Kde (or density) plots display information in a similar way than histograms, though a Gaussian kernel is used to produce a smoothed line corresponding to observations count.

Just as you could modify histograms bins size in order to categorize data, you can also change the way a kdeplot is built, especially by modifying the smoothness of the line. This post explains how to control the bandwidth parameter of a seaborn density plot.


First, we need to import a few libraries:

import matplotlib.pyplot as plt
import seaborn as sns


The dataset that we will use is the iris dataset that we can load using seaborn.

df = sns.load_dataset('iris')

Defaut density plot

Density plot differ from histogram in that they are smoothed versions of the histogram.

However, in order to be smoothed, we need to define a bandwidth, which is a parameter that controls the smoothness of the density plot. Varying the bandwidth will give different density plots, and different information too!

In seaborn, it's the bw_method argument that controls it. Here is what the default bandwidth looks like in seaborn:

sns.kdeplot(df['sepal_width'], fill=True, color="olive", bw_method=1)

Custom bandwidth

The following density plots have been made using the same data. Only the bandwidth value changes from 1 in the first graph to 0.2 on the right.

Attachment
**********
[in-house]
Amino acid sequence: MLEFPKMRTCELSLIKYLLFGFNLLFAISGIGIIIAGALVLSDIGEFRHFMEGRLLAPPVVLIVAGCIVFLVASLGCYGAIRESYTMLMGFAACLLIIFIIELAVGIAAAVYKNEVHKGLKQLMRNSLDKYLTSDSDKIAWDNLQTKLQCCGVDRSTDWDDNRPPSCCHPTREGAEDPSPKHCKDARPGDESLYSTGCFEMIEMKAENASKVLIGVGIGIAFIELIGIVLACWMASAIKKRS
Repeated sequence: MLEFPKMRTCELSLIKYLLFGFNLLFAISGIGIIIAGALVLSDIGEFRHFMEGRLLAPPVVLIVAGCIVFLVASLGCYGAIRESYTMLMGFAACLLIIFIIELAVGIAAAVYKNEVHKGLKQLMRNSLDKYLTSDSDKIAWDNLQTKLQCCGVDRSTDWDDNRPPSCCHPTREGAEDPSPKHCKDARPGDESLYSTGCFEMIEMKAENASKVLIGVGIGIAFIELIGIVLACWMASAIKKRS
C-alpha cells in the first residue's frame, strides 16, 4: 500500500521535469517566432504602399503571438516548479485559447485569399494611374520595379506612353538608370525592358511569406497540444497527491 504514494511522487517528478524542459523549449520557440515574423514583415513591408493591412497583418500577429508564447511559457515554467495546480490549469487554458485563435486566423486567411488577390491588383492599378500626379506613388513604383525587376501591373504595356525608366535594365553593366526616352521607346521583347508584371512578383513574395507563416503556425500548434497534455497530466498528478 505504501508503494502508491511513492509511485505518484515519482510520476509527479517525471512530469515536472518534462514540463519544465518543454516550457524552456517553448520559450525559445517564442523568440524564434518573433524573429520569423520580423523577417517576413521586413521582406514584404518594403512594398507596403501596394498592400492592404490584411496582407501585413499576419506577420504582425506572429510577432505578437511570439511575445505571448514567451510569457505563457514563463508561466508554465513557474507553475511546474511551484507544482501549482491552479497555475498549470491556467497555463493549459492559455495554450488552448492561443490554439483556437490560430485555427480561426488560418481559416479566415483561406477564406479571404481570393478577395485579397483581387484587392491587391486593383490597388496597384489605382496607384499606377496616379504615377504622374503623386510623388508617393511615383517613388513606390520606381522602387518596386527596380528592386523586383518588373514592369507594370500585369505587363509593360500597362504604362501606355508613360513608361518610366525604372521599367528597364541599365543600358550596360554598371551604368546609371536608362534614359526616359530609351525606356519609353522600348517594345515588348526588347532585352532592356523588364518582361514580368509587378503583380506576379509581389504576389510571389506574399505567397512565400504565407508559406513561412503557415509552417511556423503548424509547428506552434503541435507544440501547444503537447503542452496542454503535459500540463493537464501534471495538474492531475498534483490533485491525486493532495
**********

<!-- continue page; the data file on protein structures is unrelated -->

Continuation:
This parameter can be of particular interest when a finer understanding of the distribution is needed. It could highlight bimodal distributions more easily and help us in observing patterns that the Gaussian kernel over-smoothed.


Note that in older version of seaborn (< 0.11.0), the bw parameter was used but is deprecated since and bw_method and bw_adjust have replaced it.

See scipy.stats.gaussian_kde in scipy.org for further details on bw_method and bw_value.

In seaborn 0.11.0 and before versions, you would use sns.kdeplot(df\['sepal_width'\], shade=True, bw=0.05, color='olive')

Now, shade and bw arguments are deprecated.

sns.kdeplot(df['sepal_width'], fill=True, color='olive', bw_method=0.08)

Going further

This post explains how to control smoothing in a density plot with seaborn.

You might be interested in displaying distribution of multiple variables and creating a mirrored density plot.

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